Big tech accountability? Read how we got here in  The Closing of the Net 

Rights-holder tactics bending the legal position have been exposed following a major data breach involving  thousands of emails on the website of UK law firm ACS law. The large ISPs in the UK are withdrawing "co-operation" following the breach,  which has revealed false allegations and a pure  profit motive for ‘scaring' alleged infringing file-sharers. 

It is reported that the ACS Law website was the subject of a denial of service attack last weekend, and as a result of this attack, when the website went back online, an error in the technical set up caused thousands of emails to be made visible online.  According to a news agency report from AFP,  the breach  is understood to include a database of more than 5000 users of Sky's broadband services who were alleged to have downloaded pornographic material, as well as a further 8000 Sky users and 400 PlusNet users alleged to have downloaded music or film.  

What is interessting is to see how the rights-holders tactics have

been exposed. As reported in ISP Review, the emails reveal how ACS Law uses language which accuses users of mis-using their Internet connection to download copyright-infringing works (ISP Review). This in itself is revealing. It is correct  - as pointed out by the Open Rights Group - that this is the language of the Digital Economy Act.


However,  the notion of "mis-using their Internet connection to download copyright-infringing works" surely only applies to the ISP contract? It is a legal notion devised so that the ISP can be made liable for copyright infringement. Surely, it  has no legal force when coming from a rights-holder representative?


Such a view in consistent with the UK' Solicitor's Regulatory Agency (is this what was formerly known as the Office of Supervision of Solicitors?) which has said that this is a ‘bullying' tactic and referred ACS Law to a Disciplinary Tribunal in August.


Further, data sheets exposed by TorrentFreak reveal that ACS Law proceeds to communicate with users on the basis  of a direct allegation of copyright infringement, and they are demanding payment on the basis of an ‘admission' of  ‘infringement'.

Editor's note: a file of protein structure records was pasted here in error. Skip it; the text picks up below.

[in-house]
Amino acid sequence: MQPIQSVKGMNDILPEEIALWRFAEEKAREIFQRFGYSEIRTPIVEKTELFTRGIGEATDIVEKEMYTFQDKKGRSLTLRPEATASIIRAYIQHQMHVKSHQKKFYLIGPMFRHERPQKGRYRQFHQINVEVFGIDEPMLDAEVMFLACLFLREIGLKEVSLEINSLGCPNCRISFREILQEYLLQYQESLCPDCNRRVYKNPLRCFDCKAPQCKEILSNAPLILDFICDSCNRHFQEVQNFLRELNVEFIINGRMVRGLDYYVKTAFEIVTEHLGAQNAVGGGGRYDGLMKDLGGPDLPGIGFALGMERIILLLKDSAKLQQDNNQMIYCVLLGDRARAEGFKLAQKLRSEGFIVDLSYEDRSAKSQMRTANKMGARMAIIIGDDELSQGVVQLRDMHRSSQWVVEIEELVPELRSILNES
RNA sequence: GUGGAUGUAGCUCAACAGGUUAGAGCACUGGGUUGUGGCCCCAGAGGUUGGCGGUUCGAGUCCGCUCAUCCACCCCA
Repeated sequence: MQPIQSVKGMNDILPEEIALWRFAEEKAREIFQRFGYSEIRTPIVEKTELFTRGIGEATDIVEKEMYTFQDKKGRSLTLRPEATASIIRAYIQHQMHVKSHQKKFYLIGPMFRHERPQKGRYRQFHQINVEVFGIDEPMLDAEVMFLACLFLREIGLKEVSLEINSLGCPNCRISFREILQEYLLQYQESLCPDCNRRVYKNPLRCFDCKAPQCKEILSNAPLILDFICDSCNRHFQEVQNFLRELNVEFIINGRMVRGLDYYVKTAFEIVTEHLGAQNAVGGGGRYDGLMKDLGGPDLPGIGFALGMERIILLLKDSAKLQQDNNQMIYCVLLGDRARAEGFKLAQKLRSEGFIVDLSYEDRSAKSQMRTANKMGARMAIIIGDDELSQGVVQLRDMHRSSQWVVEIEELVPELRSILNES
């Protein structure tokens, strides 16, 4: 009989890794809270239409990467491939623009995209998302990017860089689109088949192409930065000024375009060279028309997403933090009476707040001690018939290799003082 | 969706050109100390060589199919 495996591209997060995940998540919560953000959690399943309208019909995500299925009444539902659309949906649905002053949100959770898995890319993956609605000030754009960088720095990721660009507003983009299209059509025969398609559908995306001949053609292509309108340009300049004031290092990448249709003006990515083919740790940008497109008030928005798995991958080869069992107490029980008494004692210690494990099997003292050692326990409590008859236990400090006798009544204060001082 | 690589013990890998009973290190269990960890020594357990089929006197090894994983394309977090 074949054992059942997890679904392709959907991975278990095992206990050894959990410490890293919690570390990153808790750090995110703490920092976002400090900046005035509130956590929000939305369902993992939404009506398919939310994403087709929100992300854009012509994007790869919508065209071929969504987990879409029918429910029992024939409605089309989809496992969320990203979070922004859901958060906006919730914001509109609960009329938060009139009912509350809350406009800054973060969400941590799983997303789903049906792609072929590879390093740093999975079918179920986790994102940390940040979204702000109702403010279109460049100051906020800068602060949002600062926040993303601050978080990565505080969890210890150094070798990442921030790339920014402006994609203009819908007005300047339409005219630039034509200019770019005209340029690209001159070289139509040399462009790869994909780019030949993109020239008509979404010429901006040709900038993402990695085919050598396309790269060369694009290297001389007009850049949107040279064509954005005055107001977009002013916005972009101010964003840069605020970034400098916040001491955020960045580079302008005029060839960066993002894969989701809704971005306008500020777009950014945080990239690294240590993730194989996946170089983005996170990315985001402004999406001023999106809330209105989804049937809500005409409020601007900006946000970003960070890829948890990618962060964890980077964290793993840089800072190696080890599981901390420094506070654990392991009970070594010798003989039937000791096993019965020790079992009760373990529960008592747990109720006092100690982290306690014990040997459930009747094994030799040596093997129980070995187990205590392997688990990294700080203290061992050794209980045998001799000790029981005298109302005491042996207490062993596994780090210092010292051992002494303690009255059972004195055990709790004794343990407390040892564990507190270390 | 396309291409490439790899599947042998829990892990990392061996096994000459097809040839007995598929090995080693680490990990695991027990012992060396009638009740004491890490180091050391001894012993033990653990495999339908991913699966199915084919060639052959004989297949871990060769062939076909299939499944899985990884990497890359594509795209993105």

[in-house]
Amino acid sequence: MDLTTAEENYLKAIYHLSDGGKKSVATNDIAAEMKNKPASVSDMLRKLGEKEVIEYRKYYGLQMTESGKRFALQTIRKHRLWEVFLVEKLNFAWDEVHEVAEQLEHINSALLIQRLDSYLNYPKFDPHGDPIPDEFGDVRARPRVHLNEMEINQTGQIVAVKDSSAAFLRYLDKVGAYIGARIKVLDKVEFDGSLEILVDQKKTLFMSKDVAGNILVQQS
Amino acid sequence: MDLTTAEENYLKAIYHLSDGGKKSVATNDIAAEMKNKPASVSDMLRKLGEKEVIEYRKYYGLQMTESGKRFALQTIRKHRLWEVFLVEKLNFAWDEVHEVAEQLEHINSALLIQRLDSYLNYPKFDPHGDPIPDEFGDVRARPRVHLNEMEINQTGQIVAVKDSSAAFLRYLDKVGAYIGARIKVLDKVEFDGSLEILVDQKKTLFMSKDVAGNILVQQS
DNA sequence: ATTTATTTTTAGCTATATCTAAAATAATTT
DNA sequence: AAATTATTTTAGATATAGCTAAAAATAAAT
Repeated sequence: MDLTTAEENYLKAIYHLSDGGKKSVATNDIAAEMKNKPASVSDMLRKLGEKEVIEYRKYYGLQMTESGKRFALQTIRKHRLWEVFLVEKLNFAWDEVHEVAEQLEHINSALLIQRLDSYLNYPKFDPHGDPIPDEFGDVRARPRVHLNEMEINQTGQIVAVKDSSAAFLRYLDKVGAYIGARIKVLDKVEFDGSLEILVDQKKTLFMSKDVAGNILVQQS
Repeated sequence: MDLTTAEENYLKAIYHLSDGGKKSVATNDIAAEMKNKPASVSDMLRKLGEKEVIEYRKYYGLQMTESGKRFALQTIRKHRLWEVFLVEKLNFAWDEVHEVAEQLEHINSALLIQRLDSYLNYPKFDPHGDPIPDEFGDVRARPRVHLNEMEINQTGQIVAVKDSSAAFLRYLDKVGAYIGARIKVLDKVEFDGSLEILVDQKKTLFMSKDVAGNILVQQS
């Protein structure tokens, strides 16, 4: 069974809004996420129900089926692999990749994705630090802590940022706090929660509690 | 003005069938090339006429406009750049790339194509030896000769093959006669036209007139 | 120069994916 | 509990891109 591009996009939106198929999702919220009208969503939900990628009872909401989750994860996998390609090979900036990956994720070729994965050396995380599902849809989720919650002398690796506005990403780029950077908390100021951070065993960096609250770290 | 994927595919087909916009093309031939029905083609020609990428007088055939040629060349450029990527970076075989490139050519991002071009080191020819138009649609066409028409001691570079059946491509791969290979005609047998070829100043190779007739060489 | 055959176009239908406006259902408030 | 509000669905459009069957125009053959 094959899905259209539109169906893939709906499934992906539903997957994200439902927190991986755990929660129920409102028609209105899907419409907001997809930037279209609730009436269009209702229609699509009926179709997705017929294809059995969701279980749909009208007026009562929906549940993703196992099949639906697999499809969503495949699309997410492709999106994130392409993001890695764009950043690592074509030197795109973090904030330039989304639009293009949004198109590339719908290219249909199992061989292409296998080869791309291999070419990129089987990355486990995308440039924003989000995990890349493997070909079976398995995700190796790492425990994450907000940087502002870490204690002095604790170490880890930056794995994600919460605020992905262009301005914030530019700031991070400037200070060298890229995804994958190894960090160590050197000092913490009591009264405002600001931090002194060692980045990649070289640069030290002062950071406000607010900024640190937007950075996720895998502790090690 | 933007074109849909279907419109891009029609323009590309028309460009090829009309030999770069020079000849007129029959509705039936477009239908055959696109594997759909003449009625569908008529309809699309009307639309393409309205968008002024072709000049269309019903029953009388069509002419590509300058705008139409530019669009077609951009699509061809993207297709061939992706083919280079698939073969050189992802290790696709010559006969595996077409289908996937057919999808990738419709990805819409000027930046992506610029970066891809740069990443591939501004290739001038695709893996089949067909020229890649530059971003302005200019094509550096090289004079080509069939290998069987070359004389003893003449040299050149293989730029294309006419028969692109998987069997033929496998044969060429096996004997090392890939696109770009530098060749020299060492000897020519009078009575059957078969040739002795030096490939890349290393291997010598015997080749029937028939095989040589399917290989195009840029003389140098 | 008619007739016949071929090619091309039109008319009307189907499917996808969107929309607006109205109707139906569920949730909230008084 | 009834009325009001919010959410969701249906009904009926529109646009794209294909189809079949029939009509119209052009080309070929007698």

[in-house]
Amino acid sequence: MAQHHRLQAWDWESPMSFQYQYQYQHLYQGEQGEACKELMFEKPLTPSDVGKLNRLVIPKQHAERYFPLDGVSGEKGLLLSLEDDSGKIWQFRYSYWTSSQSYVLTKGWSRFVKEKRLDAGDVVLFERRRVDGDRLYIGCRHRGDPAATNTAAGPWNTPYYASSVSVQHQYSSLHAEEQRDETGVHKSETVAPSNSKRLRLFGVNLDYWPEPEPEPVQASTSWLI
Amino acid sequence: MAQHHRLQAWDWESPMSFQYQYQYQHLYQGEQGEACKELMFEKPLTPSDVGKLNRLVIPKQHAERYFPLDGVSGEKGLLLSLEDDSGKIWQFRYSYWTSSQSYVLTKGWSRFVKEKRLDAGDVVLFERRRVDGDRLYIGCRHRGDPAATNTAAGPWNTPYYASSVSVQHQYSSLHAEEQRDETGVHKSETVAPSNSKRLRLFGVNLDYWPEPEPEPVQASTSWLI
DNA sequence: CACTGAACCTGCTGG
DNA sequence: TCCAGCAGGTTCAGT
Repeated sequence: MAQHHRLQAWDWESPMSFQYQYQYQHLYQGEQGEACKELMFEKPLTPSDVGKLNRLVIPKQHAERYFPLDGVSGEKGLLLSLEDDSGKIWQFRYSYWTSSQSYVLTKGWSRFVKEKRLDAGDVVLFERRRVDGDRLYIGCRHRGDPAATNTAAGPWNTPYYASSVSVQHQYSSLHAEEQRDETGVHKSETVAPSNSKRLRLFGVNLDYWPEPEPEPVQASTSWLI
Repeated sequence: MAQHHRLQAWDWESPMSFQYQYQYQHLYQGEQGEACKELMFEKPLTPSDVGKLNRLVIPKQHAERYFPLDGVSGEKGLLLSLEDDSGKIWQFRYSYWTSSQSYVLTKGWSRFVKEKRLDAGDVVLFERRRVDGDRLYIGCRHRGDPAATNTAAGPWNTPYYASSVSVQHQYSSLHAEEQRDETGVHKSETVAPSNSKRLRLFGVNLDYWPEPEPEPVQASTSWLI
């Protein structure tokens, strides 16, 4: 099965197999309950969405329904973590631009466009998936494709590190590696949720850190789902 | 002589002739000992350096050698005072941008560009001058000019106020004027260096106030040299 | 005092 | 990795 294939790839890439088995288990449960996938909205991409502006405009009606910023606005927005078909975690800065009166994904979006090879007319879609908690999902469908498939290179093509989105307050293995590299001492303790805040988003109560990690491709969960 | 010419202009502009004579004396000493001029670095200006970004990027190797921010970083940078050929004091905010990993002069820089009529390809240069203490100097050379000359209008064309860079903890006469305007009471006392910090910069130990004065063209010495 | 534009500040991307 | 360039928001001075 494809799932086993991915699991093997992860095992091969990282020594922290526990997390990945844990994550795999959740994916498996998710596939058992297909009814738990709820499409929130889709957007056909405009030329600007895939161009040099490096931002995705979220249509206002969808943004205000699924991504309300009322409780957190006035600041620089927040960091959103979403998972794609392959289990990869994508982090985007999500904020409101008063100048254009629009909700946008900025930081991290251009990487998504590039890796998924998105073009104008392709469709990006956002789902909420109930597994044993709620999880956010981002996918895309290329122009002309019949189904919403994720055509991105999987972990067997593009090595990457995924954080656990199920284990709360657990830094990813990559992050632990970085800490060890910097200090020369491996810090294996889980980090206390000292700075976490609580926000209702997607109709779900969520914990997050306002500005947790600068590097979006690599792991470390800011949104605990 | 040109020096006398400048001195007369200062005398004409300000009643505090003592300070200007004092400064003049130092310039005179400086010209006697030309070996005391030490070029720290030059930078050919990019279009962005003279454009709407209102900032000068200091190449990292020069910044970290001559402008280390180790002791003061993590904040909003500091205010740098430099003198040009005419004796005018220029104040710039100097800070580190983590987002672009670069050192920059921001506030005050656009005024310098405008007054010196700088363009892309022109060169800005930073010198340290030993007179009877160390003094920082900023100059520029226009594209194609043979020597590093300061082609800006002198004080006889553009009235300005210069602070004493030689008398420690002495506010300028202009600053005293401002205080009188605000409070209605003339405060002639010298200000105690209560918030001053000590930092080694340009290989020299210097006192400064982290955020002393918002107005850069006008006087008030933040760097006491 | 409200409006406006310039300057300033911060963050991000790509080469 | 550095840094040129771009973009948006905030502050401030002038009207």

Torrent Freak further reveals that ACS Law paid P2P surveillance companies on the basis of the number of letters which successfully resulted in revenue collection, and marketed its services using questionable legal precedents. And TorrentFreak has uncovered evidence that ACS Law had to withdraw its allegations  in some instances, for example, where the 'infringers' were pensioners who rarely used the Internet.  


As a result of the data breach, the Information Commissioner has announced that he will be investigating the incident


It would be interesting to know his opinion as to whether ACS law are bound by the e-Privacy directive data breach rules, which were touted as a major part of the review in 2009.


Sky has been at pains to say that no credit card information would have been passed to ACS Law (AFP).


The main message of this incident is that the evidence of copyright infringement gathered by online surveillance  of P2P usersis unreliable and problematic. Policy-makers should take heed of this lesson and review their backing for rights-holder proposals such as graduated response/3-strikes - and  in the UK a  serious review of the viability of the DE Act is called for. 


This article is licensed under a Creative Commons Attribution Non-commercial-Share Alike 2.5 UK:England and Wales License. It may be used for non-commercial purposes only, and the author's name should be attributed. The correct attribution for this article is: Monica Horten (2009) Rights-holder tactics exposed in ACS law leak  ,  28 September  2010.


Iptegrity in brief is the website of Dr Monica Horten. I’ve been analysing analysing digital policy since 2008. Way back then, I identified how issues around rights can influence Internet policy, and that has been a thread throughout all of my research. I hold a PhD in EU Communications Policy from the University of Westminster (2010), and a Post-graduate diploma in marketing.   I’ve served as an independent expert on the Council of Europe  Committee on Internet Freedoms, and was involved in a capacity building project in Moldova, Georgia, and Ukraine. I am currently (from June 2022)  Policy Manager - Freedom of Expression, with the Open Rights Group. For more, see About Iptegrity is made available free of charge for  non-commercial use, Please link-back & attribute Monica Horten. Thank you for respecting this.

Contact  me to use  iptegrity content for commercial purposes


States v the 'Net? 

Read The Closing of the Net, by me, Monica Horten.

"original and valuable"  Times higher Education

" essential read for anyone interested in understanding the forces at play behind the web."

Find out more about the book here  The Closing of the Net


FROM £15.99

Copyright Enforcement Enigma launch, March 2012

In 2012, I presented my PhD research in the European Parliament.

The politics of copyright

A Copyright Masquerade - How corporate lobbying threatens online freedoms

'timely and provocative' Entertainment Law Review


Don't miss Iptegrity!  RSS/ Bookmark